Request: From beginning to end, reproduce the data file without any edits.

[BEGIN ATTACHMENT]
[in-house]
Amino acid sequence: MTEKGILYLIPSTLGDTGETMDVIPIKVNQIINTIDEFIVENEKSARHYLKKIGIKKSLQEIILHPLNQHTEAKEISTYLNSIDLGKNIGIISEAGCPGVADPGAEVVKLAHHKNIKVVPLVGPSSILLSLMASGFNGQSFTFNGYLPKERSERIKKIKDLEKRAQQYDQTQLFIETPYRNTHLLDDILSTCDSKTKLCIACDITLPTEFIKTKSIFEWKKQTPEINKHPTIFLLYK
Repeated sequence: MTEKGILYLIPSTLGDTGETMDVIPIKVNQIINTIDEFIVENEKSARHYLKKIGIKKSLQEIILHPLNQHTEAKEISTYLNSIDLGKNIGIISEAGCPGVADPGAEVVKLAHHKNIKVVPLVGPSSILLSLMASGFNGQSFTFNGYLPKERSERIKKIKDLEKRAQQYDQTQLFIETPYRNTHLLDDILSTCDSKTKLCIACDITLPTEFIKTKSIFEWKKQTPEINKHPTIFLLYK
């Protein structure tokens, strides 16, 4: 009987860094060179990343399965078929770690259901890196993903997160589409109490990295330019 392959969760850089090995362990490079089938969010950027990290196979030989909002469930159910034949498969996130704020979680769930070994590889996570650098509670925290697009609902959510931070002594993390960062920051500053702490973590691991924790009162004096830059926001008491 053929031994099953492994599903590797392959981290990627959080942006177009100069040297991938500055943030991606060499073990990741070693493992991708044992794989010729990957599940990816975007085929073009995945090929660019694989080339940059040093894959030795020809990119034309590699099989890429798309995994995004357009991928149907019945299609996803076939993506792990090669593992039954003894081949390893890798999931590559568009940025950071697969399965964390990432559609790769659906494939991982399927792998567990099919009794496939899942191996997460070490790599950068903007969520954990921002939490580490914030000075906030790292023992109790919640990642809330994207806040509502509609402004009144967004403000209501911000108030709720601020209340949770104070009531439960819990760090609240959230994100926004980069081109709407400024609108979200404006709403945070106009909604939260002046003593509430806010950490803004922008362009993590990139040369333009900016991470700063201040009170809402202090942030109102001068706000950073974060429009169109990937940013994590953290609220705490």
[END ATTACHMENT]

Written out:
[in-house]
Amino acid sequence: MTEKGILYLIPSTLGDTGETMDVIPIKVNQIINTIDEFIVENEKSARHYLKKIGIKKSLQEIILHPLNQHTEAKEISTYLNSIDLGKNIGIISEAGCPGVADPGAEVVKLAHHKNIKVVPLVGPSSILLSLMASGFNGQSFTFNGYLPKERSERIKKIKDLEKRAQQYDQTQLFIETPYRNTHLLDDILSTCDSKTKLCIACDITLPTEFIKTKSIFEWKKQTPEINKHPTIFLLYK
Repeated sequence: MTEKGILYLIPSTLGDTGETMDVIPIKVNQIINTIDEFIVENEKSARHYLKKIGIKKSLQEIILHPLNQHTEAKEISTYLNSIDLGKNIGIISEAGCPGVADPGAEVVKLAHHKNIKVVPLVGPSSILLSLMASGFNGQSFTFNGYLPKERSERIKKIKDLEKRAQQYDQTQLFIETPYRNTHLLDDILSTCDSKTKLCIACDITLPTEFIKTKSIFEWKKQTPEINKHPTIFLLYK
């Protein structure tokens, strides 16, 4: 009987860094060179990343399965078929770690259901890196993903997160589409109490990295330019 392959969760850089090995362990490079089938969010950027990290196979030989909002469930159910034949498969996130704020979680769930070994590889996570650098509670925290697009609902959510931070002594993390960062920051500053702490973590691991924790009162004096830059926001008491 053929031994099953492994599903590797392959981290990627959080942006177009100069040297991938500055943030991606060499073990990741070693493992991708044992794989010729990957599940990816975007085929073009995945090929660019694989080339940059040093894959030795020809990119034309590699099989890429798309995994995004357009991928149907019945299609996803076939993506792990090669593992039954003894081949390893890798999931590559568009940025950071697969399965964390990432559609790769659906494939991982399927792998567990099919009794496939899942191996997460070490790599950068903007969520954990921002939490580490914030000075906030790292023992109790919640990642809330994207806040509502509609402004009144967004403000209501911000108030709720601020209340949770104070009531439960819990760090609240959230994100926004980069081109709407400024609108979200404006709403945070106009909604939260002046003593509430806010950490803004922008362009993590990139040369333009900016991470700063201040009170809402202090942030109102001068706000950073974060429009169109990937940013994590953290609220705490």